President Obama, in contrast, answered the equality question not just from a personal standpoint as a father but also as a commander in chief who signed a bill into law that guaranteed women could receive equal pay for equal work, the Lilly Ledbetter Act. Romney conspicuously never said whether he supported that act. The president’s approach was much more in synch with what women want to hear and with what all Americans know to be fair.

The binders comment was even more unfortunate for Romney in that he said it in the midst of Obama’s very strong showing. The president clearly showed that he had the fight, the passion and the commitment to continue to work for middle-class voters — on jobs, on health care, on taxes, on education, on immigration and, yes, on women’s issues.

This all underscores Romney’s inability to really connect with voters. Although he seemed to win a little more favor among women after the first debate, I predict binders of polling data as to why that movement stopped after Tuesday night.

 

GUTSY: Expedia’s Gay Marriage Ad Is Narrated By A Homophobic Father

via Business Insider: 

 

Expedia is publishing a series of videos under the rubric “find yours” which focus on why Americans make the journeys they do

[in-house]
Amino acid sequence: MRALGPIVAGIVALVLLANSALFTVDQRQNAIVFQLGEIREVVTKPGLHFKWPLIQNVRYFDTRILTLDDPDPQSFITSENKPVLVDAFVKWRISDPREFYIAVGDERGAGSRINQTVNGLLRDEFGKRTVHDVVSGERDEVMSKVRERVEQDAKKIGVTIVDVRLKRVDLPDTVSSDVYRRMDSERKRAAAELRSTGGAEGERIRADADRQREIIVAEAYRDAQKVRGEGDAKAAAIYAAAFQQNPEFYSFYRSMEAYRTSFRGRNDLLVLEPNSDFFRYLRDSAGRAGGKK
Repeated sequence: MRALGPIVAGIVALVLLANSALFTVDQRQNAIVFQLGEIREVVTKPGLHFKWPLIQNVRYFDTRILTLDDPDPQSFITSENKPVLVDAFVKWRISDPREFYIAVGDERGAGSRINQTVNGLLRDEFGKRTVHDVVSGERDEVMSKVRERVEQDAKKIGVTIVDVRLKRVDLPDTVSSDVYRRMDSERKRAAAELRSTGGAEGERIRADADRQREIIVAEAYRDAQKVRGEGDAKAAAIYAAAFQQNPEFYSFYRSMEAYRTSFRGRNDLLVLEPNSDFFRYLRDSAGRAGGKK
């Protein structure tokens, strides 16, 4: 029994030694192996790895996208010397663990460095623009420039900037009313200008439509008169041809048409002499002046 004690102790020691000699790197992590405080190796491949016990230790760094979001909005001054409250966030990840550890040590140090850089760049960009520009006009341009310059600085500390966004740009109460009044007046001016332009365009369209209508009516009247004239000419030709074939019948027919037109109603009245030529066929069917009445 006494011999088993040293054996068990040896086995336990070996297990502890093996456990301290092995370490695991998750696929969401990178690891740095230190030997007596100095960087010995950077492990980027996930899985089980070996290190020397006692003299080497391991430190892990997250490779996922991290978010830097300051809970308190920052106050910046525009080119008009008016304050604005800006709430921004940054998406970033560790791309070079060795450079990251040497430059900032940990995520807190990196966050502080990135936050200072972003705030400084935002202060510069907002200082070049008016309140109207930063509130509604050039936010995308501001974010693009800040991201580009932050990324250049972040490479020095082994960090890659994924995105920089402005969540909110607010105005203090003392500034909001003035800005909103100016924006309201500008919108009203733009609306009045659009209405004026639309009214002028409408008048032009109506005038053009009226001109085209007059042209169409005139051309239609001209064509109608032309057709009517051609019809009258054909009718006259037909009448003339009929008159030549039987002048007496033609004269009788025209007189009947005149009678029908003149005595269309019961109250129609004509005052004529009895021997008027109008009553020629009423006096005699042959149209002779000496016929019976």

.

Sounds dull, right? In fact most of the videos in the series have received fewer than 10,000 views on YouTube.

The latest video, however, got more than 2.2 million views since Oct. 2. It’s an unexpectedly moving tale told by retired business owner Artie Goldstein, who describes the less-than-enthusiastic reaction he had to his daughter Vickie’s announcement that she was going to marry another woman. “That startled me. I told her, this is not the dream I had for my daughter,” he says.

He books a plane ticket anyway, and the ad follows him on the trip. At one point he drives past a church, and the shot is delivered in silence.

(Of course, the ad has a happy ending when he sees his daughter in her wedding dress.)

The spot — made by agency 180LA for Expedia clients senior marketing director Vic Walia and vp/gm Joe Megibow — is unexpectedly subtle, for a major brand.

Gay-audience targeted campaigns are commonplace in advertising these days, and they already have their own set cliches (smiling whitebread couples in spotlessly tasteful homes, rough-housing with their adorable kids, etc.).

What makes this ad worthy of note is the fact that it’s told entirely from the point of view of a member of a generation that, frankly, isn’t entirely on board with the whole equal rights thing.

The ad thus addresses its supporters and critics at the same time — which is what makes it so clever. Take a look:

 

Celebrities Called Out Romney On Twitter During Tuesday’s Debate

via Business Insider: 

 

It was clear who won the presidential debate last night in Hollywood.